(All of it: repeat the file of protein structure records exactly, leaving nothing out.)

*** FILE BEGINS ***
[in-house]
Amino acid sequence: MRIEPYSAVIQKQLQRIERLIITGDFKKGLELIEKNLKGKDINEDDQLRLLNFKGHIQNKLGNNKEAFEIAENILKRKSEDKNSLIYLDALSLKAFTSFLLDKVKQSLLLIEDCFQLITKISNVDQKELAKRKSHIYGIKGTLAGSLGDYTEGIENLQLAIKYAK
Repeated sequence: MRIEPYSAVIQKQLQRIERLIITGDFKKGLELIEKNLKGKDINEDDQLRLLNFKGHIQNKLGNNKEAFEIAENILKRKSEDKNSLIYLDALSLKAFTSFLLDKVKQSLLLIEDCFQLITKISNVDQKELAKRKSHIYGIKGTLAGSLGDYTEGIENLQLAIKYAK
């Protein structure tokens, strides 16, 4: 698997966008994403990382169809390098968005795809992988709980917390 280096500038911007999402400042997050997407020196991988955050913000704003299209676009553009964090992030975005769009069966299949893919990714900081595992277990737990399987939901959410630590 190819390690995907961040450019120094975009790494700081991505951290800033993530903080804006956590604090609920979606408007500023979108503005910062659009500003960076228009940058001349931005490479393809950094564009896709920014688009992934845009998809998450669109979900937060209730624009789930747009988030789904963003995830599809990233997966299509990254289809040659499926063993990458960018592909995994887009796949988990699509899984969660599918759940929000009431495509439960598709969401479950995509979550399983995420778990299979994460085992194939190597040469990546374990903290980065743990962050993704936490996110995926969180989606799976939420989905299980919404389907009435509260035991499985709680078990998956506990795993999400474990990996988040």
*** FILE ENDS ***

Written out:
[in-house]
Amino acid sequence: MRIEPYSAVIQKQLQRIERLIITGDFKKGLELIEKNLKGKDINEDDQLRLLNFKGHIQNKLGNNKEAFEIAENILKRKSEDKNSLIYLDALSLKAFTSFLLDKVKQSLLLIEDCFQLITKISNVDQKELAKRKSHIYGIKGTLAGSLGDYTEGIENLQLAIKYAK
Repeated sequence: MRIEPYSAVIQKQLQRIERLIITGDFKKGLELIEKNLKGKDINEDDQLRLLNFKGHIQNKLGNNKEAFEIAENILKRKSEDKNSLIYLDALSLKAFTSFLLDKVKQSLLLIEDCFQLITKISNVDQKELAKRKSHIYGIKGTLAGSLGDYTEGIENLQLAIKYAK
């Protein structure tokens, strides 16, 4: 698997966008994403990382169809390098968005795809992988709980917390 280096500038911007999402400042997050997407020196991988955050913000704003299209676009553009964090992030975005769009069966299949893919990714900081595992277990737990399987939901959410630590 190819390690995907961040450019120094975009790494700081991505951290800033993530903080804006956590604090609920979606408007500023979108503005910062659009500003960076228009940058001349931005490479393809950094564009896709920014688009992934845009998809998450669109979900937060209730624009789930747009988030789904963003995830599809990233997966299509990254289809040659499926063993990458960018592909995994887009796949988990699509899984969660599918759940929000009431495509439960598709969401479950995509979550399983995420778990299979994460085992194939190597040469990546374990903290980065743990962050993704936490996110995926969180989606799976939420989905299980919404389907009435509260035991499985709680078990998956506990795993999400474990990996988040």